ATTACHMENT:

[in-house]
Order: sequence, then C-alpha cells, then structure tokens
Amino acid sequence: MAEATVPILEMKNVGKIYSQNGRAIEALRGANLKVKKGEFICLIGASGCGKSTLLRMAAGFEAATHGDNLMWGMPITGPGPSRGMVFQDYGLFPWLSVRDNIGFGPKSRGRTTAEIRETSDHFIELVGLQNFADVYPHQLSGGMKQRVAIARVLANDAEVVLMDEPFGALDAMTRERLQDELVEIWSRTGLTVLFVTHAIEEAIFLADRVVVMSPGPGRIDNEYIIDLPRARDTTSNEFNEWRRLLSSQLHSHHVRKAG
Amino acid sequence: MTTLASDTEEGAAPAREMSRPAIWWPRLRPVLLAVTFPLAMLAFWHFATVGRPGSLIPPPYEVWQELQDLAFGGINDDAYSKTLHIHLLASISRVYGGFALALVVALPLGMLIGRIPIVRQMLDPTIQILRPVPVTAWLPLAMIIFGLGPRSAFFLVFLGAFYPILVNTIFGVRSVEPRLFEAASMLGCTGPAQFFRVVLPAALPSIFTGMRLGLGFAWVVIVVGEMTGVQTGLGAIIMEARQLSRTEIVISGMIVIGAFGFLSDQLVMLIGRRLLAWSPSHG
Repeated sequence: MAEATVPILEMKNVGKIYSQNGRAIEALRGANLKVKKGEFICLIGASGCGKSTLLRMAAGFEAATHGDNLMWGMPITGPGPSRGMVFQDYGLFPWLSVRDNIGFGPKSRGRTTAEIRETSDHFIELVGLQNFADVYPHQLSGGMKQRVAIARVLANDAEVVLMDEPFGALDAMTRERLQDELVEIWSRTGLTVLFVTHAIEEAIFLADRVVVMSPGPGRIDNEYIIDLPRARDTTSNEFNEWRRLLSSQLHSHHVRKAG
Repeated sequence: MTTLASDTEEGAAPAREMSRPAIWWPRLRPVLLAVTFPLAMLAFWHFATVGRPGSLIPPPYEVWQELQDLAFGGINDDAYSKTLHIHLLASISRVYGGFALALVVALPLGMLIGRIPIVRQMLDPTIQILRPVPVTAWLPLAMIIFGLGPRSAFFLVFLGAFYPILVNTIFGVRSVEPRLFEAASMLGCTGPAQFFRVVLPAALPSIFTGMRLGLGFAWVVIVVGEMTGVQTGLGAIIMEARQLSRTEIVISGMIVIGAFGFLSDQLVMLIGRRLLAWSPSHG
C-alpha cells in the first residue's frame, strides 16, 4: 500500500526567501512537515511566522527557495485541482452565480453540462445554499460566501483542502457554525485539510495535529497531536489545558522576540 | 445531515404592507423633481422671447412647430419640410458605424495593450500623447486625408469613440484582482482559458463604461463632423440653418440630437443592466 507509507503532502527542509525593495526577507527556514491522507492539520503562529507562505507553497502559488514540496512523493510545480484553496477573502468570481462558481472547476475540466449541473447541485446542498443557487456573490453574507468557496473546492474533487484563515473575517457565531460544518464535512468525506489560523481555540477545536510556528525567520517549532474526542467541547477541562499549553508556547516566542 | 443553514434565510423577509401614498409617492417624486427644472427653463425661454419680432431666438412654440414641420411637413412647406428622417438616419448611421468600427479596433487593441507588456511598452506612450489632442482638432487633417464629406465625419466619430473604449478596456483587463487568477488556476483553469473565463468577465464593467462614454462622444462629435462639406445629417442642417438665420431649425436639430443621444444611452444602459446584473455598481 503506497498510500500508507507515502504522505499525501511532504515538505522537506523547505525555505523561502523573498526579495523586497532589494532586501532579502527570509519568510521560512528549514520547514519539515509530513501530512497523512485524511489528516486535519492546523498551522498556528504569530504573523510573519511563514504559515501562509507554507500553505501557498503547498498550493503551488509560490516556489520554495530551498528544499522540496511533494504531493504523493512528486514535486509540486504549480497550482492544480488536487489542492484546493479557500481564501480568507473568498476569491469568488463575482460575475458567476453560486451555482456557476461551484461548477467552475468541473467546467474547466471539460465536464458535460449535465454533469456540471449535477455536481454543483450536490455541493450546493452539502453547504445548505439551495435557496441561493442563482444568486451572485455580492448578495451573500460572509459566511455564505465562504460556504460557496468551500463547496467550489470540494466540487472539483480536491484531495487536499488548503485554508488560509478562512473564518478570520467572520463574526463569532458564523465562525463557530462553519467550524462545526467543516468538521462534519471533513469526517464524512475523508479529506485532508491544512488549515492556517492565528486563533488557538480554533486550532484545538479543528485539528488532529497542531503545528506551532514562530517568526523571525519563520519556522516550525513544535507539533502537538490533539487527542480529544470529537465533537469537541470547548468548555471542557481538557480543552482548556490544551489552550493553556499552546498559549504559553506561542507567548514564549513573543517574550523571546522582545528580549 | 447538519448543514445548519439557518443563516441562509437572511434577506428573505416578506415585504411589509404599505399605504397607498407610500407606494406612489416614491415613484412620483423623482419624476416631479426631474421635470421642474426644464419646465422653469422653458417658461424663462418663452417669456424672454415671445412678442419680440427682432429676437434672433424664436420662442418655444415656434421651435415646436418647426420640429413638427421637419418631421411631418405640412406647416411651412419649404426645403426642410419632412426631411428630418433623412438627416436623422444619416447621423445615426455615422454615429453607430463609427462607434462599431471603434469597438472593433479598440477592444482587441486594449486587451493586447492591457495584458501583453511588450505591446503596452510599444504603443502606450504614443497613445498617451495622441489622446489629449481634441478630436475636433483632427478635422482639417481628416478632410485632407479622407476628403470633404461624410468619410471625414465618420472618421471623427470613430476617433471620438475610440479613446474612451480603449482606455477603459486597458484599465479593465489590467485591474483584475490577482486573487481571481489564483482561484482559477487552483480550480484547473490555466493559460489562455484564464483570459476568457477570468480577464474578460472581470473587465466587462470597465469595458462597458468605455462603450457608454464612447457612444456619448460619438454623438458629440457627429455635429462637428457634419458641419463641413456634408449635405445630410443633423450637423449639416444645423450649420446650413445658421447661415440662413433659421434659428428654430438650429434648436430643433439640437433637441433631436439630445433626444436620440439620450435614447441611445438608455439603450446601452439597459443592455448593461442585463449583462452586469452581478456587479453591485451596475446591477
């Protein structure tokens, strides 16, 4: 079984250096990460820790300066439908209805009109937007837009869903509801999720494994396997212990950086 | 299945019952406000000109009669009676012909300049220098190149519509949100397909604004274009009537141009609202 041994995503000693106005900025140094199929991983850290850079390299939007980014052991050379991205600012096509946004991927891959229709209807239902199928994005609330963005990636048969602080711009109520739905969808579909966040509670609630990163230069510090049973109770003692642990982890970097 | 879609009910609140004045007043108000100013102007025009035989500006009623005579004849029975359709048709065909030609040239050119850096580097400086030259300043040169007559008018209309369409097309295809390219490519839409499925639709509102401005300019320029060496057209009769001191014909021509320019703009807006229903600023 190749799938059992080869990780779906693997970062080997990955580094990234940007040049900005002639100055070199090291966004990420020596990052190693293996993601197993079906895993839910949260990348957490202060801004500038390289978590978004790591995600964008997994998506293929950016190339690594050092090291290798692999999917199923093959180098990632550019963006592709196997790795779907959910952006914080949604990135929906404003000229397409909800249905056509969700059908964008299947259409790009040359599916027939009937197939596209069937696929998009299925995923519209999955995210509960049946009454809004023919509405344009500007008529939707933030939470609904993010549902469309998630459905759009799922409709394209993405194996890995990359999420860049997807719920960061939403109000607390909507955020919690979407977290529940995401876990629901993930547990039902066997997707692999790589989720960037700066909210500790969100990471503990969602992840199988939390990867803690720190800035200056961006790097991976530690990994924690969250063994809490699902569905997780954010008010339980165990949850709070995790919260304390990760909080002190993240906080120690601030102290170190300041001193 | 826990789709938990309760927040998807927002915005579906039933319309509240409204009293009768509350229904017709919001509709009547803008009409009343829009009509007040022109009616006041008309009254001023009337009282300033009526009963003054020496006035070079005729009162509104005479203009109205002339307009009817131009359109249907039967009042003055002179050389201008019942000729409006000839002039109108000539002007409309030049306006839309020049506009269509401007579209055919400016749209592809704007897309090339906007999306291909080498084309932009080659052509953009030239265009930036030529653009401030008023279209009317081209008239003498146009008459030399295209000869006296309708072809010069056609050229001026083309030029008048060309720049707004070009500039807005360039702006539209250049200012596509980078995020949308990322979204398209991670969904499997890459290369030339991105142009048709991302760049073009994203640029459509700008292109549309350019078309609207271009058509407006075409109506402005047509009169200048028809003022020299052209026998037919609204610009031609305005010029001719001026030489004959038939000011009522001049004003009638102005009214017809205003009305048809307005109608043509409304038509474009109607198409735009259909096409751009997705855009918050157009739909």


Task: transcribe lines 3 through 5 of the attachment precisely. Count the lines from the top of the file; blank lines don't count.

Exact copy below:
Amino acid sequence: MAEATVPILEMKNVGKIYSQNGRAIEALRGANLKVKKGEFICLIGASGCGKSTLLRMAAGFEAATHGDNLMWGMPITGPGPSRGMVFQDYGLFPWLSVRDNIGFGPKSRGRTTAEIRETSDHFIELVGLQNFADVYPHQLSGGMKQRVAIARVLANDAEVVLMDEPFGALDAMTRERLQDELVEIWSRTGLTVLFVTHAIEEAIFLADRVVVMSPGPGRIDNEYIIDLPRARDTTSNEFNEWRRLLSSQLHSHHVRKAG
Amino acid sequence: MTTLASDTEEGAAPAREMSRPAIWWPRLRPVLLAVTFPLAMLAFWHFATVGRPGSLIPPPYEVWQELQDLAFGGINDDAYSKTLHIHLLASISRVYGGFALALVVALPLGMLIGRIPIVRQMLDPTIQILRPVPVTAWLPLAMIIFGLGPRSAFFLVFLGAFYPILVNTIFGVRSVEPRLFEAASMLGCTGPAQFFRVVLPAALPSIFTGMRLGLGFAWVVIVVGEMTGVQTGLGAIIMEARQLSRTEIVISGMIVIGAFGFLSDQLVMLIGRRLLAWSPSHG
Repeated sequence: MAEATVPILEMKNVGKIYSQNGRAIEALRGANLKVKKGEFICLIGASGCGKSTLLRMAAGFEAATHGDNLMWGMPITGPGPSRGMVFQDYGLFPWLSVRDNIGFGPKSRGRTTAEIRETSDHFIELVGLQNFADVYPHQLSGGMKQRVAIARVLANDAEVVLMDEPFGALDAMTRERLQDELVEIWSRTGLTVLFVTHAIEEAIFLADRVVVMSPGPGRIDNEYIIDLPRARDTTSNEFNEWRRLLSSQLHSHHVRKAG